My Ostomy Just Turned 3: What Makes This One Different?

I didn’t want my ostomy’s third birthday to go by without at least a short blog post. I did tweet about this date as you can see here:



But for those of you who don’t follow me on twitter ( @JournalingIBD ) and even for those of you who do, I still wanted to write a little something about July 27, 2011.

I started thinking about what made this ostomy different from the first one. There are a lot of things including my age, the experiences I have had between then and now, as well as my over all outlook on life and my disease. Those things, along with a few others, are the reasons why I have changed the way I look at this ostomy.

However, the reality is… no matter how old I was, I never would have been able to accept the first ostomy I had. It was constantly leaking (the bag fell off on my first day of college!), I was having blockages far too often, and I just had no idea how to manage trying to be a normal teenager (or social human being) and an ostomate with restrictions I hadn’t yet learned about.

Anyway, without dragging this out which I know I have a tendency to do… I want people to know that I think having an ostomy is great if all the conditions are aligned.

When my Pyoderma Gangrenosum was flaring, the bag wouldn’t stay on for an hour. It was painful and utterly disastrous for me. It forced me to stay in my house and be completely down in the dumps that I didn’t fight harder for a kock pouch if this was how I was going to live.

Point being, an ostomy is a great solution to so many surgical problems IF you don’t have any skin issues, IF you have a pretty good understanding of how food affects your body and the output, IF you are able to have fairly predictable wear and change time. I could go on for a little longer but I think you get the gist.

Having an ostomy can take time to adjust to for so many reasons. Just like your body isn’t meant to have a Jpouch, kock pouch, have no colon, have portions of your small bowel taken out, etc it isn’t meant to have a piece of your intestine become external. The skin on your stomach isn’t meant to have tape on it every moment for years and years. It is just not a “normal,” natural thing for the majority of human beings.

It is necessary sometimes and it has given me my life back. I do still struggle but this helped a tremendous amount both physically and mentally. Just know that I, along with countless others, understand that those who praise the ostomy God are probably people who have all of those things in check. I have heard people say they have had an ostomy for 40 years and it is the greatest thing on the planet, yada yada. I know how frustrating it can be to hear people talking like that when you have questions and when you are having difficulty managing yours.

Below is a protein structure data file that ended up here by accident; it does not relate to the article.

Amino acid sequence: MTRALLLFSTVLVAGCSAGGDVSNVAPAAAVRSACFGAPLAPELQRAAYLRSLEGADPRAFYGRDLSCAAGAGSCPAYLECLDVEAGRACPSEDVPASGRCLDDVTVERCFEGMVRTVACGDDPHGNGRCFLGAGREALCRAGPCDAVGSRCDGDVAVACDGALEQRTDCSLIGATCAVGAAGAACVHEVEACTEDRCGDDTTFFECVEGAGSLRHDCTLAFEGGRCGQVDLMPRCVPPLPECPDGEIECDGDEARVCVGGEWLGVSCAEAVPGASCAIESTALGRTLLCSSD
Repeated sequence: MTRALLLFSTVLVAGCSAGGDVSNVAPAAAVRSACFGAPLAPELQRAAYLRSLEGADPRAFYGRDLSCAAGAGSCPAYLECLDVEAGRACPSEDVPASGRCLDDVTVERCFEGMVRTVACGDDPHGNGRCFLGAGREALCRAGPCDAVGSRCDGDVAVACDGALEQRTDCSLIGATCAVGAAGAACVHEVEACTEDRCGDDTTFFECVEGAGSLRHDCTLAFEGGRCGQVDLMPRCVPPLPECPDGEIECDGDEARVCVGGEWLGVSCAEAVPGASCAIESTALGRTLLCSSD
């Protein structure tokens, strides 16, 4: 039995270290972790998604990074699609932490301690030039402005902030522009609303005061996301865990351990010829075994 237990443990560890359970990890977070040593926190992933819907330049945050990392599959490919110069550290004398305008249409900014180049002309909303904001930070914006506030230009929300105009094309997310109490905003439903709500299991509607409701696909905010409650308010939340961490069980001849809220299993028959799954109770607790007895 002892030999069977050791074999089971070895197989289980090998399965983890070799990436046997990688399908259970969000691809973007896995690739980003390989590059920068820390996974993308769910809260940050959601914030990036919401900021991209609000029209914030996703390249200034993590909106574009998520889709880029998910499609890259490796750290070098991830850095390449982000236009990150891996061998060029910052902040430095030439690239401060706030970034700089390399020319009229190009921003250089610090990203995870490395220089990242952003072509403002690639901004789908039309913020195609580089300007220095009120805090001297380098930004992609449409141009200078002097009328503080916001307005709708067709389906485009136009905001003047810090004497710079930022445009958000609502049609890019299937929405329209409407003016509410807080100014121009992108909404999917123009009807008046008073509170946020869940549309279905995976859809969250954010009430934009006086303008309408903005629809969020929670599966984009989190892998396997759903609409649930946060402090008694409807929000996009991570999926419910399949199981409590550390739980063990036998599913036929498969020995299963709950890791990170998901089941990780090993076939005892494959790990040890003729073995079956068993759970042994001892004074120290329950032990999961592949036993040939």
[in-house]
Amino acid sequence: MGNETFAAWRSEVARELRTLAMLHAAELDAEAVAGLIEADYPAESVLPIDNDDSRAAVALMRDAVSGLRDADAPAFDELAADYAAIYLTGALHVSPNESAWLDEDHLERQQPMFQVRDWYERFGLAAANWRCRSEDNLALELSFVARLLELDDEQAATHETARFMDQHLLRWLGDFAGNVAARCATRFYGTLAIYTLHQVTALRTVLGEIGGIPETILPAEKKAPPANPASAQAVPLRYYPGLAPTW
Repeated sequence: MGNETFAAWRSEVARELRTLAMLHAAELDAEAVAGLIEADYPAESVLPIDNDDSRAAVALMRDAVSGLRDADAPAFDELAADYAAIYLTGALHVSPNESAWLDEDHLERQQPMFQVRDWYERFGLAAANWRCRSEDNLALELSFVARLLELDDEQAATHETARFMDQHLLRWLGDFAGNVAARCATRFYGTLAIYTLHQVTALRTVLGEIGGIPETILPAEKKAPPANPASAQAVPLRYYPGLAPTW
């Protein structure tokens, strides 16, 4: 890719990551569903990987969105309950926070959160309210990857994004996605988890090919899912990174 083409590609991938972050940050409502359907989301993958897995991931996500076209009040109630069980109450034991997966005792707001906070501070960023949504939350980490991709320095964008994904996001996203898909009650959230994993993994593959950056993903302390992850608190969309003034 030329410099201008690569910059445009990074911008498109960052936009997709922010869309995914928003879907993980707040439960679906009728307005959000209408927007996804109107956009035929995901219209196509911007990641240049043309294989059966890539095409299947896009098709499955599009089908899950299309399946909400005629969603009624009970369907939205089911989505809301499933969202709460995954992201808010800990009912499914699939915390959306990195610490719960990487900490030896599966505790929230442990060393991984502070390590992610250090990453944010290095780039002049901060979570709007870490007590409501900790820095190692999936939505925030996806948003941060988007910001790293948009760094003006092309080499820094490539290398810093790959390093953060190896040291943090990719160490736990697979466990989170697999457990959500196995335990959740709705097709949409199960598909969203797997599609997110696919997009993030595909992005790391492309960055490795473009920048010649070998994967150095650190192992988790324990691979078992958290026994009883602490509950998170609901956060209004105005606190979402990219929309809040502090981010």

You aren’t alone. This is a life altering, body altering, and mind altering surgery. Give yourself time, ask questions if you need to, but know that it really can be a good thing.

Took a couple belly shots two weeks ago in the locker room... learning not to care...

Taking a couple belly shots in the locker room… learning not to care…


Sorry this wasn’t as short as I had hoped ; )



  • Sherri

    You never cease to amaze me my GF…<3!

    • Marisa Lauren


  • Matthew Dobos

    Hey Marissa, So sorry you so much skin trouble! Do you still have skin issues now? My first ostomy I had issues with my skin as well, but nothing as severe as yours. It’s really too bad that new ostomates still have to figure out what bags work best by trial and error. Took me a few years to really find the best – I now I get 7 days of wear time with a one-piece and never have any skin issues. Some product rep at Convatec introduced me to bags with the convex wafer/flange – I hand’t realized my stoma was :”short” and that made a huge difference. I think we’ve all experienced these wardrobe malfunctions with bags early on, but it shouldn’t have to be that way. Thanks for your story- it helps.

    • Marisa Lauren

      Thanks so much for commenting Matthew. Thankfully now, (knock on wood, cross your fingers, etc), my skin is okay. I had a “short” stoma my first time around and it did make a big difference. One of those things you would never think mattered until someone brings it up.